Great Smoky Mountains Peace Pagoda
Nipponzan Myohoji-Atlanta Dojo
Nipponzan Myohoji-Atlanta Dojo
In Buddhism a Peace Pagoda is a stupa, the Sanskrit term for a structure containing the relics of Lord Buddha. According to the Lotus Sūtra, the appearance of a Peace Pagoda is the very embodiment of the Buddha, radiating a message of nonviolence and purifying the land as well as the hearts and minds of people.
Almost every bit of construction at the Great Smoky Mountains Peace Pagoda site, including the Peace Pagoda (still under construction), the temples, guest house, gardens and Visitors Center, has been done by volunteers, from children to seniors in their 80s, from skilled carpenters and builders to folks who just want to help.
Our vision is to create a space that reflects the beauty of our shared yearning for peace. Everyone is welcome (you don't have to be Buddhist!). Everyone can do something.
Pilgrimages are ancient practices in most religions, a way of concentrating the heart and mind in prayer for a specific purpose.
In Nipponzan Myohoji, we engage in Pilgrimages that focus on issues of justice, peace and the environment. For us at the Smoky Mountains Peace Pagoda/Atlanta Dojo, we have two annual pilgrimages: one from Selma to Montgomery, AL in March and another to Oak Ridge, TN in the summer.
Nipponzan Myohoji consists of approximately 150 monks around the world, including 35 who live and practice outside of Japan, two of whom are here in the Southeast of the United States.
Utsumi Gyoshu-oshonin first came to Atlanta in 1989 to establish a practice in the city that had been home to Rev. Martin Luther King, Jr., whose example of nonviolence continues to be a model and inspiration. Almost 10 years after arriving in Atlanta with only a suitcase in hand, Utsumi-shonin held the Opening Ceremony for the Atlanta Dojo, the altar of which is pictured above.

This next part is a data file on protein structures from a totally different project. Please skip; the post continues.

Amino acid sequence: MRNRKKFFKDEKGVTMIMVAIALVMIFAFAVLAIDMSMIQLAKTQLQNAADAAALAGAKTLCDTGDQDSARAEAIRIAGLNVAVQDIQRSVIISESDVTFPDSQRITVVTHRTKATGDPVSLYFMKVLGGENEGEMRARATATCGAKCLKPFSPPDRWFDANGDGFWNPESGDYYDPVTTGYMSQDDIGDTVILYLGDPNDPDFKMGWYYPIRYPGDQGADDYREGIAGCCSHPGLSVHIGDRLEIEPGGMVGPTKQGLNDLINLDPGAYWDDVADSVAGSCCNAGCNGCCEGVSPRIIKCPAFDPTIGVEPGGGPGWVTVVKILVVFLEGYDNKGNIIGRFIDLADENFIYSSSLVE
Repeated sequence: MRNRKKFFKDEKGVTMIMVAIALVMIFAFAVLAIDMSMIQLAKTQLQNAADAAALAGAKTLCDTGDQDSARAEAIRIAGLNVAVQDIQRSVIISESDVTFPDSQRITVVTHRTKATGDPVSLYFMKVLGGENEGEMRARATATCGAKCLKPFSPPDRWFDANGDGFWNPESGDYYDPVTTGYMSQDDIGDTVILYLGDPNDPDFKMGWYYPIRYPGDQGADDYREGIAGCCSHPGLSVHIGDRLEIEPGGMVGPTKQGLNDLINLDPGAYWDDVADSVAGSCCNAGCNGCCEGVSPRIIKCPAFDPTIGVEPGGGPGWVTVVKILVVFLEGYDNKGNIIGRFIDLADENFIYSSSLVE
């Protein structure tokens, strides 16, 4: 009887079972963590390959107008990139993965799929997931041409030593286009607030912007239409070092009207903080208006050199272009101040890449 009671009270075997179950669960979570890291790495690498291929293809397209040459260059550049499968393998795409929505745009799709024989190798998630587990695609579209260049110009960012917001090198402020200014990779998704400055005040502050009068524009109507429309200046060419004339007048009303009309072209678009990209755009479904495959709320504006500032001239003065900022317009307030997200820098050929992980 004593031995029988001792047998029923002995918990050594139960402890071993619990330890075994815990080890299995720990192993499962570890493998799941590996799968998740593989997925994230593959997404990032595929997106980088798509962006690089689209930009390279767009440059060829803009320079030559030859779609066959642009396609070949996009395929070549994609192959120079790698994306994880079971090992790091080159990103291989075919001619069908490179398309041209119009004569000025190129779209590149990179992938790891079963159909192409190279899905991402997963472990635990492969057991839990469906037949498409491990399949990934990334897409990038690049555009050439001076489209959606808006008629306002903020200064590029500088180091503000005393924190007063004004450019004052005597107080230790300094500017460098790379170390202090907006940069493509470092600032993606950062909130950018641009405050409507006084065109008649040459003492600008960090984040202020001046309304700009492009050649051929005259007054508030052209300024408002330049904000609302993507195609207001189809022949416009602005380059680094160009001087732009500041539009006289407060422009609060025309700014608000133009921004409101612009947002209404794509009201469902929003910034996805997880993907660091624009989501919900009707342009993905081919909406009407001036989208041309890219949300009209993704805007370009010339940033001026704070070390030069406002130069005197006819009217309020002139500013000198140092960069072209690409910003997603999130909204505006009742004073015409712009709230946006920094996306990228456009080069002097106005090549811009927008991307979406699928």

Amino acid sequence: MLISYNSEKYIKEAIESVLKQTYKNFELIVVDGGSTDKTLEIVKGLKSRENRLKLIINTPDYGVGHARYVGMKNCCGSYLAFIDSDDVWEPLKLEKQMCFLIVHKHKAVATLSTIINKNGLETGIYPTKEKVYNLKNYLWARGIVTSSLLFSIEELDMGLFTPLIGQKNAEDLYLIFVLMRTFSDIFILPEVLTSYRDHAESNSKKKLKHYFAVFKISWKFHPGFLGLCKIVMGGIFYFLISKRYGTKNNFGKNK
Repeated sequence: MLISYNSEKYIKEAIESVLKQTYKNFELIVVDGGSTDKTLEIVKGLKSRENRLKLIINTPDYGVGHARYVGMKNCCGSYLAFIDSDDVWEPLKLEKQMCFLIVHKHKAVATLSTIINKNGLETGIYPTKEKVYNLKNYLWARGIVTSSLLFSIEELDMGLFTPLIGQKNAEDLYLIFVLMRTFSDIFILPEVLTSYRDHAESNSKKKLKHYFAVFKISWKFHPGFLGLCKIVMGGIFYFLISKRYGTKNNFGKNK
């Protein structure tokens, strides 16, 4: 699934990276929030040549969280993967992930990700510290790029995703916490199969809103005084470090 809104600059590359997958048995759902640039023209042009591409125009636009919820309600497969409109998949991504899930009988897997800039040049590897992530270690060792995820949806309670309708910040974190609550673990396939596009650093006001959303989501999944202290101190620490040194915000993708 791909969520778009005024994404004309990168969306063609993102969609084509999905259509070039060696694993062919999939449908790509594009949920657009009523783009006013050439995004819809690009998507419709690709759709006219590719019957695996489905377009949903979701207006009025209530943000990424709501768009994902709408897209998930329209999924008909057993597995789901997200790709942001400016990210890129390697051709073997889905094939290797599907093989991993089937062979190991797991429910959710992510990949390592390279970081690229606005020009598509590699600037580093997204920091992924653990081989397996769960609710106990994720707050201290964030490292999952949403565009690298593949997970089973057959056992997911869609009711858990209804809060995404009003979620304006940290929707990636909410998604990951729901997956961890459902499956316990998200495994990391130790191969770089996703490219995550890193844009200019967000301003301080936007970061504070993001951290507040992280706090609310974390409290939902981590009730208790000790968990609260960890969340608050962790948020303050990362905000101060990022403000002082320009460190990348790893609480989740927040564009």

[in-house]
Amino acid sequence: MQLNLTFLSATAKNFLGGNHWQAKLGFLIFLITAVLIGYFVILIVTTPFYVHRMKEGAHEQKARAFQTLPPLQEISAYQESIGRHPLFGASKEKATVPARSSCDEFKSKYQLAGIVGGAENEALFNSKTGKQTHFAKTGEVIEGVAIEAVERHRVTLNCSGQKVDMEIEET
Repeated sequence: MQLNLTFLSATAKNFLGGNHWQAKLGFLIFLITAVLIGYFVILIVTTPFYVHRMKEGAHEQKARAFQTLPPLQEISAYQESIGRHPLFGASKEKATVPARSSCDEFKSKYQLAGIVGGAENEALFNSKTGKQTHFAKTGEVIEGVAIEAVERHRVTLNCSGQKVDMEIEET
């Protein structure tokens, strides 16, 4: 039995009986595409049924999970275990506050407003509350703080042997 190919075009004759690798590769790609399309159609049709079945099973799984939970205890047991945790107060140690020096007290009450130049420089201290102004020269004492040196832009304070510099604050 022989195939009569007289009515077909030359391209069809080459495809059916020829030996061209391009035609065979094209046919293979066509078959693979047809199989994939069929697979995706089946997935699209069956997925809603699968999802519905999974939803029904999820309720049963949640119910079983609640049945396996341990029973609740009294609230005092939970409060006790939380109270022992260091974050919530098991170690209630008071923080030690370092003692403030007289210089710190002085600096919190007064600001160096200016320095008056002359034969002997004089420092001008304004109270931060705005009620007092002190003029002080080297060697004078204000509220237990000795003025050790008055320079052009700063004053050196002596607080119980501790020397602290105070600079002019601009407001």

A little over two years later, the land for the Great Smoky Mountains Peace Pagoda was purchased with the help of many donations and has become the major focus of our work in the Southeast.
Nipponzan Myohoji, was established in 1917 by the Most Venerable Nichidatsu Fujii (Guruji).
Guruji had ordained as a monk in the order of Nichiren Shu at the age of 19, and for the next 13 years he studied assiduously and engaged in harsh ascetic practices, including fasting under waterfalls for a week at a time, but he could not discern a clear path for his life.
He decided to try one last time fasting and praying under a waterfall for a week, vowing to either lose his life or gain the necessary confidence to impart the teachings needed by the people in this age. At the conclusion of that fast, he had a vision of Bodhisattva Superior Practice beating a drum as he walked up the mountainside. On his back, he carried a child and when Guruji asked who the child was, he responded, “Lord Buddha.” Following this experience, Guruji decided to cast aside scholarly pursuits and instead spread Buddha’s teachings by walking as a pilgrim throughout the world, beating a drum and chanting
“Na Mu Myō Hō Ren Ge Kyō.”
This was the “first step that gave birth to Nipponzan Myohoji”.
In ordinary times we have a full schedule of ceremonies, Peace Pagoda work parties and Peace Pilgrimages. Unfortunately due to the COVID-19 pandemic, we have cancelled all events since March 2020 in the interest of everyone's safety and health. We continue to welcome visits to the Peace Pagoda from 7 a.m. to 7 p.m., daily. We hope to resume at least some of our events in 2021.
Our work is funded 100 percent by donations, just as the building and gardening at the Peace Pagoda and temple are done exclusively by volunteers. If you are moved to make a donation, we thank you.
Na Mu Myo Ho Ren Ge Kyo